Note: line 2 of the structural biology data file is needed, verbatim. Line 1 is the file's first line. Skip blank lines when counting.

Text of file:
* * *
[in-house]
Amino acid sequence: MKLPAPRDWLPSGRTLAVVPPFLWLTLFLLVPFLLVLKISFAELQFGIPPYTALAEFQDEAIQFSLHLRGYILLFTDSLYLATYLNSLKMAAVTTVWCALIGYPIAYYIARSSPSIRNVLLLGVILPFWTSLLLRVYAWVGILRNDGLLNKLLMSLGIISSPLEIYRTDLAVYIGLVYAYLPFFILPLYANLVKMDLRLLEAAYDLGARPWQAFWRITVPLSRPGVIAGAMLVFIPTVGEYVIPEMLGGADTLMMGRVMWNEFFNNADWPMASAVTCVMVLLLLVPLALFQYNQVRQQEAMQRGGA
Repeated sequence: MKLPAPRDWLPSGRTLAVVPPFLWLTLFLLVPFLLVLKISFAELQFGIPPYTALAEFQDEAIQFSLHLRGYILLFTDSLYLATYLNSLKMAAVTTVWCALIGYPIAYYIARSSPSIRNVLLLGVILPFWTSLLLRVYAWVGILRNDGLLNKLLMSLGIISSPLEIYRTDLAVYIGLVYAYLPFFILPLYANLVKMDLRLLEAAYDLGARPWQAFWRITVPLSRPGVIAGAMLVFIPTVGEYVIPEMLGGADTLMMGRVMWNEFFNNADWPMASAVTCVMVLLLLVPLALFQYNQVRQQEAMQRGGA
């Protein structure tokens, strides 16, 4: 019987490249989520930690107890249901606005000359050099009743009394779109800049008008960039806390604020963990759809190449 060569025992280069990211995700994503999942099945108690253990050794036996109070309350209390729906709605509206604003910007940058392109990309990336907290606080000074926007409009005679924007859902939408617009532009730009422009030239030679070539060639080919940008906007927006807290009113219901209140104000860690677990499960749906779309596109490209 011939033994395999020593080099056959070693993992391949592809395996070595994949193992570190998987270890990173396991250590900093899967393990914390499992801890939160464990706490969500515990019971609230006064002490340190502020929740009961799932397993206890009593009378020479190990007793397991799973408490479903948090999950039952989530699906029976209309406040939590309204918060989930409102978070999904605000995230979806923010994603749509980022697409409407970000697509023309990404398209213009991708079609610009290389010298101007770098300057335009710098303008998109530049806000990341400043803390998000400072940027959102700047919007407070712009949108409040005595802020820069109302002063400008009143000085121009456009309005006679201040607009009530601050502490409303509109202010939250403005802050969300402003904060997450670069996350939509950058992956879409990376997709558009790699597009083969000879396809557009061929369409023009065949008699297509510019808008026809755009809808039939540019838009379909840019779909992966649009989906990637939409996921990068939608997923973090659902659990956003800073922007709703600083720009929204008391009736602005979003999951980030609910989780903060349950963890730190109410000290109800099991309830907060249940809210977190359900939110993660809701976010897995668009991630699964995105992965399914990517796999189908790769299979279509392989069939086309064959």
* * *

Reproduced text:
Amino acid sequence: MKLPAPRDWLPSGRTLAVVPPFLWLTLFLLVPFLLVLKISFAELQFGIPPYTALAEFQDEAIQFSLHLRGYILLFTDSLYLATYLNSLKMAAVTTVWCALIGYPIAYYIARSSPSIRNVLLLGVILPFWTSLLLRVYAWVGILRNDGLLNKLLMSLGIISSPLEIYRTDLAVYIGLVYAYLPFFILPLYANLVKMDLRLLEAAYDLGARPWQAFWRITVPLSRPGVIAGAMLVFIPTVGEYVIPEMLGGADTLMMGRVMWNEFFNNADWPMASAVTCVMVLLLLVPLALFQYNQVRQQEAMQRGGA